Strong Feet, Balanced Body

What do you think about when you hear the word exercise?

Most people usually think about completing some form of cardio like running, biking, or stair master and lifting weights to build muscle.

What we fail to forget is a crucial part of the human anatomy that allows us to do these strength training and cardio focused exercises. This body part is not only crucial in exercise but also in our activities of daily living (ADL). What body part is this do you ask?

Our feet. 

Our feet provide a base of support that allows humans to stand up straight (hooray evolution!). They are specifically designed to bear our weight in full and allow locomotion. Our feet and ankle are made up of at least 26 bones, 33 ligaments, and more than a hundred muscles, ligaments, and tendons. Pretty complex stuff.

While browsing WebMD, I counted at least 20 different feet conditions ranging from plantar fasciitis to bunions. For such a complex structure at the foundation of our body’s movement, it is incredible how many people have foot pain and problems. Foot dysfunction then leads to dysfunction up the body’s chain of movement to our shin, knees, and hips. How many runners do you know with shin splints, ITBS, or hip pain? These imbalances stem from problems with the foot.

So what is the problem?

Experts and fanatics of barefoot running believe that our shoes are the problem. This may or may not be true. You have seen me wearing my recent purchase: Vibram 5-fingers. While I have yet to run in them, I am very happy with the increased lower-body muscle activation when wearing them during a lifting session. I can balance better and feel my feet getting stronger.

And right there is the missing the piece of the puzzle.

Strengthening our feet. 

When is the last time you did exercises specifically for your feet? If you were like me, probably not for a long time.

For several months now I have had serious pain in my left foot right around the arch. Over time I kind of forgot about it and learned how to live with the lingering pain. Then I was asked by my friend Mariana to help her with some intense achilles tendonitis and flat feet. She wanted to get active again after weeks of rest and get stronger from ski season. A lofty goal!

Mariana’s Goals:

  1. Regain flexibility in calves, quadriceps, lower body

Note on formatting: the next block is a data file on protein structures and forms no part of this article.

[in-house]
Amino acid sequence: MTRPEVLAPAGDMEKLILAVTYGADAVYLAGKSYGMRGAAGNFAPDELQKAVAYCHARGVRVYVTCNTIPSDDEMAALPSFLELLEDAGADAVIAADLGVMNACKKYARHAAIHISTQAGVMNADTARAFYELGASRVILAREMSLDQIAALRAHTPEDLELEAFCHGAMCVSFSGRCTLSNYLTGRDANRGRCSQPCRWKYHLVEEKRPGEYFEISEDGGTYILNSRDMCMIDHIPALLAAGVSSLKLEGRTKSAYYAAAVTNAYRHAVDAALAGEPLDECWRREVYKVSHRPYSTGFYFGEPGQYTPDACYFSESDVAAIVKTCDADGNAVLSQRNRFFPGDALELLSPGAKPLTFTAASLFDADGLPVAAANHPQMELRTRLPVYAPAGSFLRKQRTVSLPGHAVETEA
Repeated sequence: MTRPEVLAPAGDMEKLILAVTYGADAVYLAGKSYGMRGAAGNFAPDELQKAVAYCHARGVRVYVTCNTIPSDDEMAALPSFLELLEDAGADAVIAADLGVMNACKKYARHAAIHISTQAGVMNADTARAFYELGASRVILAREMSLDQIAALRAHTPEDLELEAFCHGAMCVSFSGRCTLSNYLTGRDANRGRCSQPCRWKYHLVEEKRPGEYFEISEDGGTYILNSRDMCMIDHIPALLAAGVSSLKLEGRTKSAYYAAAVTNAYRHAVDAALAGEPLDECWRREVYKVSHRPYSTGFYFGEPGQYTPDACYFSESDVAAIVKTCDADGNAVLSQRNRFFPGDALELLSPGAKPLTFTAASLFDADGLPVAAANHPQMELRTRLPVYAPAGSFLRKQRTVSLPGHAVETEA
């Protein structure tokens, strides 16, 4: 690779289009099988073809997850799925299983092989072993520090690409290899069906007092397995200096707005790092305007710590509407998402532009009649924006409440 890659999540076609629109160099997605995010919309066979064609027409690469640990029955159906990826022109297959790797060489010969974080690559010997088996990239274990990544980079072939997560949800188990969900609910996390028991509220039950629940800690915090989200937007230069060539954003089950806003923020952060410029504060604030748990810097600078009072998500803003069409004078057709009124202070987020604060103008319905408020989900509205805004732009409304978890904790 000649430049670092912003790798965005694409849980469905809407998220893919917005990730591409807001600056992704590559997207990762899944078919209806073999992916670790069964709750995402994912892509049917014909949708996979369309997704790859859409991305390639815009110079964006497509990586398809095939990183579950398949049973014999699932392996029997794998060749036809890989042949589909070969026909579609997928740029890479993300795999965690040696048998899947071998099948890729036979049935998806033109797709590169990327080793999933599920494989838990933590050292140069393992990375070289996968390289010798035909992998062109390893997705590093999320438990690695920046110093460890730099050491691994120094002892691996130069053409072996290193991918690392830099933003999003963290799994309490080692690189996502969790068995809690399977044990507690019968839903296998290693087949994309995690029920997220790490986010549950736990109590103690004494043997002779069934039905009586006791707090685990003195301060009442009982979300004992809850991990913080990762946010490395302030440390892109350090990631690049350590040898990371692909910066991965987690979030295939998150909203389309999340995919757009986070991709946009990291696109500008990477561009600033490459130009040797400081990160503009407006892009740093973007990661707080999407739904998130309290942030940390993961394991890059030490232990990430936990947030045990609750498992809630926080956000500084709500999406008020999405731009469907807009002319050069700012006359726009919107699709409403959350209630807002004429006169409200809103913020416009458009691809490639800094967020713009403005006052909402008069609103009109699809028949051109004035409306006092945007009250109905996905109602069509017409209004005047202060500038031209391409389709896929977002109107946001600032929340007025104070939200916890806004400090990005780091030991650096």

2. Develop strength in calves  (gastrocnemius and soleus), shins (tibialis anterior, extensor digitorum longus, extensor hallucis longus), and arch of foot (tibialis posterior)
  3. Maintain flexibility (hip, legs)
After doing more research, I was suddenly hit in the face with the realization… I have tendonitis!! Flat feet, over-pronation of my foot, tight calf muscles… all of this has culminated in Posterior Tibialis Tendonitis. Your tibialis posterior muscle runs from your knee down the inside of your leg, loops around your ankle bone and connects to the arch of your foot. A weak tibialis posterior causes the arch of your foot to collapse, straining the tendon connecting the muscle to the bone, and causing inflammation.
Since that realization, I have started to strengthen my feet using the exercises I prescribed to Mariana. I suggest adding these exercises to your normal strength training program to prevent any foot problems from happening in the future. Because happy feet is a happy body.

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Add to your normal strength training program. Good luck!

lindsayslist.co-tuesday_trainer

For some great compound moves to add to your repertoire for a full-body burn, I direct you to Tuesday Trainer. These ladies did a great job this week!


3 thoughts on “Strong Feet, Balanced Body

  1. It makes me happy you dedicated a post to feet & included exercises for preventing injury. Your friend is lucky to have you. I’m so proud of you! 😉
    Another thing to keep in mind that bothers me: keeping toddlers in shoes all the time. Take their shoes off when they are indoors & let their little feet develop. No wonder so many people develop problems & just think “this is how my feet are”.

    1. Prevention is so important! That’s why I loved your post on preventing ITBS. I do your hip abduction exercises several times a week. And I never thought about that before but you are on point about kids wearing shoes. Let them run around barefoot and get dirty and stub their toes. These feet were made for walking… 😉

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